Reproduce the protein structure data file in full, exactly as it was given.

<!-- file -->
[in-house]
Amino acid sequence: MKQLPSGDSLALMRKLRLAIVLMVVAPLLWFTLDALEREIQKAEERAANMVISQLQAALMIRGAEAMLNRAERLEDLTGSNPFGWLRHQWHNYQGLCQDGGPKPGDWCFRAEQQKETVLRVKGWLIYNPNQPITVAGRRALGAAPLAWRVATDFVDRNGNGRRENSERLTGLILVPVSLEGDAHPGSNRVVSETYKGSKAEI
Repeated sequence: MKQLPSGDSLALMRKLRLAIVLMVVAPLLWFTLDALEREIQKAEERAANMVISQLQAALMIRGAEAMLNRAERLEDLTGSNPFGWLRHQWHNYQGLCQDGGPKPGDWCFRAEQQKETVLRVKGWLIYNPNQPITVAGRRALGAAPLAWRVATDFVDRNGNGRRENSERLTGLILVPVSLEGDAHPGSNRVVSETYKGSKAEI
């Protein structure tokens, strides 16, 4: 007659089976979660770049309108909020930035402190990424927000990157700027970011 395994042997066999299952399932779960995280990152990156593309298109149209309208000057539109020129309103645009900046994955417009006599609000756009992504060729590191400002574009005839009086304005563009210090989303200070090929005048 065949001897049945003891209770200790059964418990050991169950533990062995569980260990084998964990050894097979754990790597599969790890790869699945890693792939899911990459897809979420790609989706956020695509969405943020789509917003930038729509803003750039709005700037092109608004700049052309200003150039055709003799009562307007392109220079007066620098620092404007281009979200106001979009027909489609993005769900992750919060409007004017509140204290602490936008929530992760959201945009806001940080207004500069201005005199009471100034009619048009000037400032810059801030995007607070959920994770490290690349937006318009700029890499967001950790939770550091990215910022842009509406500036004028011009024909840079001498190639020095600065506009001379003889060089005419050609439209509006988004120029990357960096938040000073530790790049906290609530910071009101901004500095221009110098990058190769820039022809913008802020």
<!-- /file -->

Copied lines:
[in-house]
Amino acid sequence: MKQLPSGDSLALMRKLRLAIVLMVVAPLLWFTLDALEREIQKAEERAANMVISQLQAALMIRGAEAMLNRAERLEDLTGSNPFGWLRHQWHNYQGLCQDGGPKPGDWCFRAEQQKETVLRVKGWLIYNPNQPITVAGRRALGAAPLAWRVATDFVDRNGNGRRENSERLTGLILVPVSLEGDAHPGSNRVVSETYKGSKAEI
Repeated sequence: MKQLPSGDSLALMRKLRLAIVLMVVAPLLWFTLDALEREIQKAEERAANMVISQLQAALMIRGAEAMLNRAERLEDLTGSNPFGWLRHQWHNYQGLCQDGGPKPGDWCFRAEQQKETVLRVKGWLIYNPNQPITVAGRRALGAAPLAWRVATDFVDRNGNGRRENSERLTGLILVPVSLEGDAHPGSNRVVSETYKGSKAEI
């Protein structure tokens, strides 16, 4: 007659089976979660770049309108909020930035402190990424927000990157700027970011 395994042997066999299952399932779960995280990152990156593309298109149209309208000057539109020129309103645009900046994955417009006599609000756009992504060729590191400002574009005839009086304005563009210090989303200070090929005048 065949001897049945003891209770200790059964418990050991169950533990062995569980260990084998964990050894097979754990790597599969790890790869699945890693792939899911990459897809979420790609989706956020695509969405943020789509917003930038729509803003750039709005700037092109608004700049052309200003150039055709003799009562307007392109220079007066620098620092404007281009979200106001979009027909489609993005769900992750919060409007004017509140204290602490936008929530992760959201945009806001940080207004500069201005005199009471100034009619048009000037400032810059801030995007607070959920994770490290690349937006318009700029890499967001950790939770550091990215910022842009509406500036004028011009024909840079001498190639020095600065506009001379003889060089005419050609439209509006988004120029990357960096938040000073530790790049906290609530910071009101901004500095221009110098990058190769820039022809913008802020």